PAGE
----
I live at the end of the world now.
Small seaside town on the North Sea, which you can look out over and never see beyond the ineffable grey somewhere miles, miles away from where you stand. Does the water spill over here, cascade into space and then into the beyond, Lewis’s Dawn Treader hedging the circle of our existence?
The butcher in town knows me by name. Or, perhaps, knows me by cut. I walk in and he points out what’s new; I report what was good since the last time. The green grocer is the same, the fish monger, the cheese shop staff. We have come to understand one another in laughter and in commune.
We love food. It’s a language all its own.
I ask them if there’s something I can pray for when I prepare the meal with the food they provided me. More often than not, I’m asking God to make their tables as abundant as my own.
One of my best friends back in the States is a selective omnivore. He takes seriously certain bits of Scripture that have led him to believe that while we’re free to eat meat, the manner in which we raise and slaughter our livestock isn’t always in rhythm with the principles of Scripture.
Be fruitful and multiply, and fill the earth, and subdue it; and rule over the fish of the sea and over the birds of the sky and over every living thing that moves on the earth.
The word of our Lord to Adam and Eve.
I have to be careful with the language here. The words rule and subdue trip me sometimes. I think this means I can do whatever I want to the earth, because it’s been given over to me by God.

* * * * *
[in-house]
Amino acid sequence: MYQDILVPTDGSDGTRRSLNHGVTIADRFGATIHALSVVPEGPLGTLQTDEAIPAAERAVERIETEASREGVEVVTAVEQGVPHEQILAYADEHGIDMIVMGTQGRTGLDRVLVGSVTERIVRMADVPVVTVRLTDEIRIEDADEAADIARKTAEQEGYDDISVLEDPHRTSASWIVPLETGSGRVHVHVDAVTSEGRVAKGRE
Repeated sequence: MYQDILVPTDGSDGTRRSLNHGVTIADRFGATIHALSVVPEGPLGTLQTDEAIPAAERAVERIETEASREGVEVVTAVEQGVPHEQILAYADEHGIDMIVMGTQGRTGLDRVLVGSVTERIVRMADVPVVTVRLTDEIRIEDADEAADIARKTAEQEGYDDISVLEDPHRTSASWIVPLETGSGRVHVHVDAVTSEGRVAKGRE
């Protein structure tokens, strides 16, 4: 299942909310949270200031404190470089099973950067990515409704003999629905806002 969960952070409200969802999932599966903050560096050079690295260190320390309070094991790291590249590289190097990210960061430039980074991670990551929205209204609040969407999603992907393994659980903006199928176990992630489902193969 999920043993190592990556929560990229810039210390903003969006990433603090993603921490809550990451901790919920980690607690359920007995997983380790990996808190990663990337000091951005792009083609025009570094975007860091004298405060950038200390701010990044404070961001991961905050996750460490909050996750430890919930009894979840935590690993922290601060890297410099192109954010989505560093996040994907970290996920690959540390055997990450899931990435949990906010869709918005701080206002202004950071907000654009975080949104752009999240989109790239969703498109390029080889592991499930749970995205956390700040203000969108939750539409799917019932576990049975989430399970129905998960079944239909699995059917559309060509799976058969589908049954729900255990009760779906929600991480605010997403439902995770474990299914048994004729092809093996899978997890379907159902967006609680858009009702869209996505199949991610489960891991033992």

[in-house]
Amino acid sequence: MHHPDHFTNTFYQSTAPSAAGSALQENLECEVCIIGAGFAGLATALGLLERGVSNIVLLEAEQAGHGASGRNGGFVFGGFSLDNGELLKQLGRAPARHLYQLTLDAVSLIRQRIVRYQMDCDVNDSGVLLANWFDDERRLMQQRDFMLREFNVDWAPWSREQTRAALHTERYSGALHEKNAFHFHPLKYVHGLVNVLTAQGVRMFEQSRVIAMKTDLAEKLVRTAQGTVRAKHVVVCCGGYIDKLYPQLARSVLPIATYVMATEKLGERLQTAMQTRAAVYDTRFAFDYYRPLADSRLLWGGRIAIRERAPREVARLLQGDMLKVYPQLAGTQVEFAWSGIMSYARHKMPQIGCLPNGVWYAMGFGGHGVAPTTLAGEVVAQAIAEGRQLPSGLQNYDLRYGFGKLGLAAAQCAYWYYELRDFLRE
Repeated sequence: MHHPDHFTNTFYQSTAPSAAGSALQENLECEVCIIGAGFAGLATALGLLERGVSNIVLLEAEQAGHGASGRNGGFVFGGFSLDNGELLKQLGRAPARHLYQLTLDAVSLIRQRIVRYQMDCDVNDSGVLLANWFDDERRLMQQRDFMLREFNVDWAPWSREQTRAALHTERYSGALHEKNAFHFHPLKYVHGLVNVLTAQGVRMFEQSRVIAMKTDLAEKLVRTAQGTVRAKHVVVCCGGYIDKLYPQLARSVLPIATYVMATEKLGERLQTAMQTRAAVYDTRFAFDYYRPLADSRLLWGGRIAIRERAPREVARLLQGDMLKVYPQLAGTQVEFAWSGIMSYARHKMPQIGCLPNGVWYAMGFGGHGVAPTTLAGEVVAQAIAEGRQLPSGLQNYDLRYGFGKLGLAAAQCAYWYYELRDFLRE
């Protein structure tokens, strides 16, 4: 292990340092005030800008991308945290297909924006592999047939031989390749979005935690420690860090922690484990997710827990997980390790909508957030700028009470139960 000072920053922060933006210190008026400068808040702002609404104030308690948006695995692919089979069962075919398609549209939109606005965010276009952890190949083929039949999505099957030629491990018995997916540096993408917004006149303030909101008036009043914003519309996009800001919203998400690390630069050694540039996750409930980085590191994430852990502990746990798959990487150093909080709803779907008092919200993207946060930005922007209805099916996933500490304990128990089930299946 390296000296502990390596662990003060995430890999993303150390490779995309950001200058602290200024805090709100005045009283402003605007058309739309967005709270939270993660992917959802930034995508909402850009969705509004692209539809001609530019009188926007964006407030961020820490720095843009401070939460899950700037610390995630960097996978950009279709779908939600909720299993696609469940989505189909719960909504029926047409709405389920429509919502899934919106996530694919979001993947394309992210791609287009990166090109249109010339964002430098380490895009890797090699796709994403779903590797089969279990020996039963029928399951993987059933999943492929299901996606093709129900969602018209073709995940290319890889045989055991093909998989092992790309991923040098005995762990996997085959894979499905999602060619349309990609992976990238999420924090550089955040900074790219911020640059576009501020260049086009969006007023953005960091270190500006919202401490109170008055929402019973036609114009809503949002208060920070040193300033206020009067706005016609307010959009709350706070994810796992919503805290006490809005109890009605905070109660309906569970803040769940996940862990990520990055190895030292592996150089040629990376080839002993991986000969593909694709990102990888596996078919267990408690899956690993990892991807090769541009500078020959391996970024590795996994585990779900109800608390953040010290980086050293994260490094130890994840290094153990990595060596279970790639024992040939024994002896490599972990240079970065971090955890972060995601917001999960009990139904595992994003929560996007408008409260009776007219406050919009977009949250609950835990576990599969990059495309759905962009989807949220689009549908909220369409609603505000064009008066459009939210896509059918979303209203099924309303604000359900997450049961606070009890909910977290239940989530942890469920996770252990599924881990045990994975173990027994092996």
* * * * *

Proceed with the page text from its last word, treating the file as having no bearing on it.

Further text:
But if I know anything of Scripture and the way it turns us and all the things I think I know on its head, I know that if Christ is our example of what it means to rule and subdue, then slaughterhouses where the animals are never free to move or caged birds unable to ever flap their wings doesn’t quite fit this Kingdom of God where rule and subdue mean to wash the feet of disciples.
I’m not trying to convince. I’m not demanding others change. I’ve just stumbled into this myself—with my butcher, my green grocer, my fish monger, the cheese staff—but I have come to realize that if I too want to take certain things in Scripture with a certain kind of seriousness, then I’m a selective omnivore, too.
I did something foolish last night.
Someone was kind enough to share one of my posts and I engaged a commenter who didn’t appreciate their sharing it. That resulted in a few others picking up on something I mentioned in passing and, before long, it was quickly leading to a mess.
Nothing in the world of Facebook is really worth much, and a few strokes of keys don’t change someone’s mind. I get a few sentences in and then I can’t go much further, because I talk with my hands and my gestures and there’s nothing to be said of them in the lines of text, hasty, and thoughtless.
Besides, I do my best theology around a table.